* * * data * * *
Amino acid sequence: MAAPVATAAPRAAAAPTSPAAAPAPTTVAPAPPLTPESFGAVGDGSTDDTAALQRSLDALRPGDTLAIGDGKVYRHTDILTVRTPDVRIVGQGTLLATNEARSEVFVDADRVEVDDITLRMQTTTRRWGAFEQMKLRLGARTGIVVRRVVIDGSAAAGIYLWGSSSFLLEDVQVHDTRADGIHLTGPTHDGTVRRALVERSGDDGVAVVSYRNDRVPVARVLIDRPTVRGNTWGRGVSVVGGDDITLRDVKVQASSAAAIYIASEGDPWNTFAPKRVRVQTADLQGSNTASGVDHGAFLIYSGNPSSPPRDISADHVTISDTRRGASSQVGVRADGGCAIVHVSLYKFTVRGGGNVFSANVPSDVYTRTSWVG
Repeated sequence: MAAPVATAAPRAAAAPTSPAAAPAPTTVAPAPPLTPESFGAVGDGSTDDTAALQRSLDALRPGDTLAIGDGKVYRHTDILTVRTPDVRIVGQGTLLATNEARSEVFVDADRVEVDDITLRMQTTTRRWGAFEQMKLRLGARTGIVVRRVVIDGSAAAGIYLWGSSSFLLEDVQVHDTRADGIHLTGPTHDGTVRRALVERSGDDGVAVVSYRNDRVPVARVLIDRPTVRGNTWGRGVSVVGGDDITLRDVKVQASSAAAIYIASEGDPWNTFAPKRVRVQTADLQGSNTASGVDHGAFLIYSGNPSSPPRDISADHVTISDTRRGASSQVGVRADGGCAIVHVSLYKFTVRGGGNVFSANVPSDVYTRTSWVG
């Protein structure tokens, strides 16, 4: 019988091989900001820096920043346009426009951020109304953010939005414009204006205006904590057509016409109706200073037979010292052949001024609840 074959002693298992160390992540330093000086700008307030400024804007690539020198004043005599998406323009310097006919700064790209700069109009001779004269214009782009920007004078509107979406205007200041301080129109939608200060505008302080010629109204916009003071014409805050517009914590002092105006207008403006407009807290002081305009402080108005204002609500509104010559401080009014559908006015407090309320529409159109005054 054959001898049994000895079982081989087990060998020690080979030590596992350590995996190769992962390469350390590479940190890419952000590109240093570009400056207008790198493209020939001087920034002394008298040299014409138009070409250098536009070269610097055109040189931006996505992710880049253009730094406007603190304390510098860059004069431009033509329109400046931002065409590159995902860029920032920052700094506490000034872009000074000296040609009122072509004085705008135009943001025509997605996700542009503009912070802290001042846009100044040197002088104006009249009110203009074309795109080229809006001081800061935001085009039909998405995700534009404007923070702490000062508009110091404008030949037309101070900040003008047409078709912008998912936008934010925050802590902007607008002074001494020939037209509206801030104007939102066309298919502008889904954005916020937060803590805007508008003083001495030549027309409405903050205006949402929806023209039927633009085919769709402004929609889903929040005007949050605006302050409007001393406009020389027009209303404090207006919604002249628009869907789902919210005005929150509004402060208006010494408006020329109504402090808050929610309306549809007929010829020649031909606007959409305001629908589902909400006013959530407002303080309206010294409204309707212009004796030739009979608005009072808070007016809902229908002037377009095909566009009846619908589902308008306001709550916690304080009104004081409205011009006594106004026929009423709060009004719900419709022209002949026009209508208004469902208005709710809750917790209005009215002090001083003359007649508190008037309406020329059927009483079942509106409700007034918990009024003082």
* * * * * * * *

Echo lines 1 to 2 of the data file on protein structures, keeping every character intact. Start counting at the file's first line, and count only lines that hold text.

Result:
Amino acid sequence: MAAPVATAAPRAAAAPTSPAAAPAPTTVAPAPPLTPESFGAVGDGSTDDTAALQRSLDALRPGDTLAIGDGKVYRHTDILTVRTPDVRIVGQGTLLATNEARSEVFVDADRVEVDDITLRMQTTTRRWGAFEQMKLRLGARTGIVVRRVVIDGSAAAGIYLWGSSSFLLEDVQVHDTRADGIHLTGPTHDGTVRRALVERSGDDGVAVVSYRNDRVPVARVLIDRPTVRGNTWGRGVSVVGGDDITLRDVKVQASSAAAIYIASEGDPWNTFAPKRVRVQTADLQGSNTASGVDHGAFLIYSGNPSSPPRDISADHVTISDTRRGASSQVGVRADGGCAIVHVSLYKFTVRGGGNVFSANVPSDVYTRTSWVG
Repeated sequence: MAAPVATAAPRAAAAPTSPAAAPAPTTVAPAPPLTPESFGAVGDGSTDDTAALQRSLDALRPGDTLAIGDGKVYRHTDILTVRTPDVRIVGQGTLLATNEARSEVFVDADRVEVDDITLRMQTTTRRWGAFEQMKLRLGARTGIVVRRVVIDGSAAAGIYLWGSSSFLLEDVQVHDTRADGIHLTGPTHDGTVRRALVERSGDDGVAVVSYRNDRVPVARVLIDRPTVRGNTWGRGVSVVGGDDITLRDVKVQASSAAAIYIASEGDPWNTFAPKRVRVQTADLQGSNTASGVDHGAFLIYSGNPSSPPRDISADHVTISDTRRGASSQVGVRADGGCAIVHVSLYKFTVRGGGNVFSANVPSDVYTRTSWVG